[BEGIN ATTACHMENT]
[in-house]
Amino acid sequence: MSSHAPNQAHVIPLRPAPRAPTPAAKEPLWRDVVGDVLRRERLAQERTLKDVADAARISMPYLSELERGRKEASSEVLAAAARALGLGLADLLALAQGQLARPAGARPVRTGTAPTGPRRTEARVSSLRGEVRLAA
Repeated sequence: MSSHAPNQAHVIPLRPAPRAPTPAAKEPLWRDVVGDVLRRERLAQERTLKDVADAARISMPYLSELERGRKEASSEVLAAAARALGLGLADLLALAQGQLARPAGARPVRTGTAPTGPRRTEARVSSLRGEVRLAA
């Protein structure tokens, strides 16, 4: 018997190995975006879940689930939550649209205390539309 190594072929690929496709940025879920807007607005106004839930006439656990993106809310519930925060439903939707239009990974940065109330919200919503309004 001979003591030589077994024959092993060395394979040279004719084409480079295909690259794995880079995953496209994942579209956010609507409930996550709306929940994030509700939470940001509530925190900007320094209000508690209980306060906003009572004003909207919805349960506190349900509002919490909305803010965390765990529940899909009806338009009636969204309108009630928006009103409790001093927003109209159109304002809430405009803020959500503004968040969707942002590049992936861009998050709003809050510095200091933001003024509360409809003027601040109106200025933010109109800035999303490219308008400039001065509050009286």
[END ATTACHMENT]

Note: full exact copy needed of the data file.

[in-house]
Amino acid sequence: MSSHAPNQAHVIPLRPAPRAPTPAAKEPLWRDVVGDVLRRERLAQERTLKDVADAARISMPYLSELERGRKEASSEVLAAAARALGLGLADLLALAQGQLARPAGARPVRTGTAPTGPRRTEARVSSLRGEVRLAA
Repeated sequence: MSSHAPNQAHVIPLRPAPRAPTPAAKEPLWRDVVGDVLRRERLAQERTLKDVADAARISMPYLSELERGRKEASSEVLAAAARALGLGLADLLALAQGQLARPAGARPVRTGTAPTGPRRTEARVSSLRGEVRLAA
């Protein structure tokens, strides 16, 4: 018997190995975006879940689930939550649209205390539309 190594072929690929496709940025879920807007607005106004839930006439656990993106809310519930925060439903939707239009990974940065109330919200919503309004 001979003591030589077994024959092993060395394979040279004719084409480079295909690259794995880079995953496209994942579209956010609507409930996550709306929940994030509700939470940001509530925190900007320094209000508690209980306060906003009572004003909207919805349960506190349900509002919490909305803010965390765990529940899909009806338009009636969204309108009630928006009103409790001093927003109209159109304002809430405009803020959500503004968040969707942002590049992936861009998050709003809050510095200091933001003024509360409809003027601040109106200025933010109109800035999303490219308008400039001065509050009286």